I’m a big fan of portable compute power. These things we carry called “phones” these days do so much other than call people. In fact, that’s one of the least things I do with mine. I get news and email, along with other social updates, can keep track of my blog, and approve or add comments from anywhere with a signal. I can manage files with Dropbox, sending customers data, avoid getting lost, and be pumped when I arrive listening to tunes. There are even some 3D viewers available so you can view CAD data on a phone. You can even sketch stuff, and make to-do lists, and, and, and…
I have to admit, I find myself hanging out on those Android forums with 23 year old punks who are constantly saying with religious verve that the next Nexus is going to be their next phone. Yeah, I still laugh at them, but secretly inside, I’m saying the same thing about every other new phone rumor that floats through the forums. I’m definitely the kind of guy who can appreciate something just because it exists. I don’t feel compelled to own every last gizmo that comes down the pike. That 1978 Porsche 911 looks great in my neighbor’s drive. I don’t have to own it, insure it, wax it, garage it, repair it, etc. to appreciate it. That’s a handy attitude to have when the cell phone market changes sometimes weekly.
I’m not really sold on tablets yet. To make them practical for stuff you can’t do on a phone, you really need a physical keyboard. And when you add a keyboard to a tablet, you’re just back to a laptop. The equation may change slightly, but I don’t see myself needing or wanting a tablet until I replace my current stock of laptops. When I do, it will be something like what has evolved from the Atrix, Padfone, and the Transformer Prime. Cool stuff, and practical enough for play and work.
My favorite new device is a phone with a practical digital projector. It has marginal specs as a phone, but the addition of a sizeable CAD-able display is beginning to evolve into something that is usable for simple impromptu demos, although it needs some additional resolution and brightness to be used for real work. There was another model of this a couple of years ago, but it was sent into limited markets, and was hard to take seriously as anything but a first shot at it.
Mobile World Congress was this week in Barcelona, and lots of cool stuff is coming out, if you’re a phone addict. Quad core phones are the big rage now. Phones are losing the removable media – all the memory is built-in. Of course I don’t like that. I’m very much a “want access to all the components” kind of guy. Some of the new phones are undeniably cool, though. It seems specs for components haven’t changed much in the last 6 months, and new high-end super phones are still being announced with the same or even slightly lower specs than the HTC Rezound/Sensation (a rather underappreciated phone, I thought) was announced with several months ago. The Motorola Razr was by a spec comparison, a far inferior phone, but is much more popular for whatever reason.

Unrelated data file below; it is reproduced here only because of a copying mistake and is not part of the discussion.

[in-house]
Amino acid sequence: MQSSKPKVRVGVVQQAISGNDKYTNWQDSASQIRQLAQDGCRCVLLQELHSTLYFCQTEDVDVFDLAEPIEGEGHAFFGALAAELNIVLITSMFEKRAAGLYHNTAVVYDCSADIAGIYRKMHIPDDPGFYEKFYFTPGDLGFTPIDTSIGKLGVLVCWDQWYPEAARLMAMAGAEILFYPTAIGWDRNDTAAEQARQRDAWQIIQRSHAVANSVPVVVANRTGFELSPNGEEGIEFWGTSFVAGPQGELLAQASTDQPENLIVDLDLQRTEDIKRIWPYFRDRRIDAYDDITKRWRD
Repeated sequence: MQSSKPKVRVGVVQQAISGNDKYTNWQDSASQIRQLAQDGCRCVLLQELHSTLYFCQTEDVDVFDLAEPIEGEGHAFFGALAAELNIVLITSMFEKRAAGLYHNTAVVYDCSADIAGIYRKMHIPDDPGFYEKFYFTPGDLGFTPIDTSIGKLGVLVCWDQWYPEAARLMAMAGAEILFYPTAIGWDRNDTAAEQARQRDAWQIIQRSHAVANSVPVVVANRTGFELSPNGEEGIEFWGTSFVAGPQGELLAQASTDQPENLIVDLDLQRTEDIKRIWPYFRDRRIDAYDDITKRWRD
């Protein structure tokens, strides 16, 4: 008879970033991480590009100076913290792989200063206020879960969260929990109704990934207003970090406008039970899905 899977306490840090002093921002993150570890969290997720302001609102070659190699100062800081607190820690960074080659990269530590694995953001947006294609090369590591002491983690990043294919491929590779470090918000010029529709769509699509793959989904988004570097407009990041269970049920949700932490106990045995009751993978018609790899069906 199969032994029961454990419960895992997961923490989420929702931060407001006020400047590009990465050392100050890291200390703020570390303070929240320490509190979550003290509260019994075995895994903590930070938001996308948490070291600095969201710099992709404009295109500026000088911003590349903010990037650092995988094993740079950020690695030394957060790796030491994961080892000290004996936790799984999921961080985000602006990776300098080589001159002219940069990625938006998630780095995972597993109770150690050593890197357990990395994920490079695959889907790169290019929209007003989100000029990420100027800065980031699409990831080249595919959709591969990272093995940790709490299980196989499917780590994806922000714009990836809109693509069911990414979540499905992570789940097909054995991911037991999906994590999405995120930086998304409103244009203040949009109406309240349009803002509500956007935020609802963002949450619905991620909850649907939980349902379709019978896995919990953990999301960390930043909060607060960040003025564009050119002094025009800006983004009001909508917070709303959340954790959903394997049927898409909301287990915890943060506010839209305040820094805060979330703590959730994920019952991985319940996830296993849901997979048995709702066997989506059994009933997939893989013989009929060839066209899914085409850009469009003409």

There’s the controversial Samsung Galaxy Note, which I think is very cool. A stylus is a great thing to have on a portable computer, and Wacom is the way to go. But you’d better get a cool bluetooth because you might look like a dork holding a pie plate to your ear.
So MWC (Mobile World Congress) has come at a great time for me, because my contract is up in April, and I’m due for a new phone. What am I going to get that is going to last me for the next two years, when the technology seems to completely turn over in less than 8 months? I’ve mentioned three Samsung phones already as being the cool ones. I did that without even realizing. Nexus, Note and Beam. Cool phones, but I need something I can live with as a go-everywhere compute device. The HTC devices are the ones that seem to do it for me because they are constructed so well. Plus, HTC (officially) allows you to unlock your bootloader and customize the phone, which is maybe the most important aspect of a new phone to me. The ability to customize, and the availability of software components to use from developers means that only the hardware matters when making a purchase decision, because you can totally replace all the software. This makes the choice easier. It means no Motorola, and certainly no Apple.
The new HTC One X and S have an aluminum body, which looks great, and makes the phone very sturdy compared to Samsung’s plastic. Spec wise, all the phones are starting to look the same, but the new HTCs have better displays and cameras. Being limited to the phones a single carrier provides is kind of a bummer. It would be best, obviously, to just buy whatever phone you want (at subsidized prices) and use it on whatever carrier you want. But the phone business is even more predatory than the CAD business about lock-in. Not to mention all the incompatible network formats.
I haven’t heard of any of these cool phones coming to Verizon, though. I can’t imagine Verizon going from December (Galaxy Nexus) to April without having any new top-line phones to offer, so I’m still holding out that the One X will be offered in the US with quad core power and 4g speed on Verizon. I’d even settle for the smaller One S (4.3″ instead of 4.7″).
There will be a day when these portable devices are the only computers we have. They are almost there now. The big lack for me is a big display (which a projector of sufficient resolution could answer) and a physical keyboard (for fast and furious typing of those loooong blog posts, but a bluetooth keyboard could work).